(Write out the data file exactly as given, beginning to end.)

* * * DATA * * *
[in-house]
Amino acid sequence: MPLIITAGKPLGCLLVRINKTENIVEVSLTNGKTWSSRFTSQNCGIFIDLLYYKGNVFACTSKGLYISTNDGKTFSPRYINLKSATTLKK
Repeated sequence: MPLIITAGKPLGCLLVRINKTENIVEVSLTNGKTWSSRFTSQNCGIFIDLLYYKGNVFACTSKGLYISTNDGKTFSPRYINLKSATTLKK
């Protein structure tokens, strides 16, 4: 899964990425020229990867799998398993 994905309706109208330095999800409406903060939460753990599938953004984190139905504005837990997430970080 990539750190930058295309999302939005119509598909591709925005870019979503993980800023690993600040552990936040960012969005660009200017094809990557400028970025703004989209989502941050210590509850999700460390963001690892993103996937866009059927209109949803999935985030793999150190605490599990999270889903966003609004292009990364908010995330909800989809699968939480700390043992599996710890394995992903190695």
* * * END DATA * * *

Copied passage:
[in-house]
Amino acid sequence: MPLIITAGKPLGCLLVRINKTENIVEVSLTNGKTWSSRFTSQNCGIFIDLLYYKGNVFACTSKGLYISTNDGKTFSPRYINLKSATTLKK
Repeated sequence: MPLIITAGKPLGCLLVRINKTENIVEVSLTNGKTWSSRFTSQNCGIFIDLLYYKGNVFACTSKGLYISTNDGKTFSPRYINLKSATTLKK
């Protein structure tokens, strides 16, 4: 899964990425020229990867799998398993 994905309706109208330095999800409406903060939460753990599938953004984190139905504005837990997430970080 990539750190930058295309999302939005119509598909591709925005870019979503993980800023690993600040552990936040960012969005660009200017094809990557400028970025703004989209989502941050210590509850999700460390963001690892993103996937866009059927209109949803999935985030793999150190605490599990999270889903966003609004292009990364908010995330909800989809699968939480700390043992599996710890394995992903190695």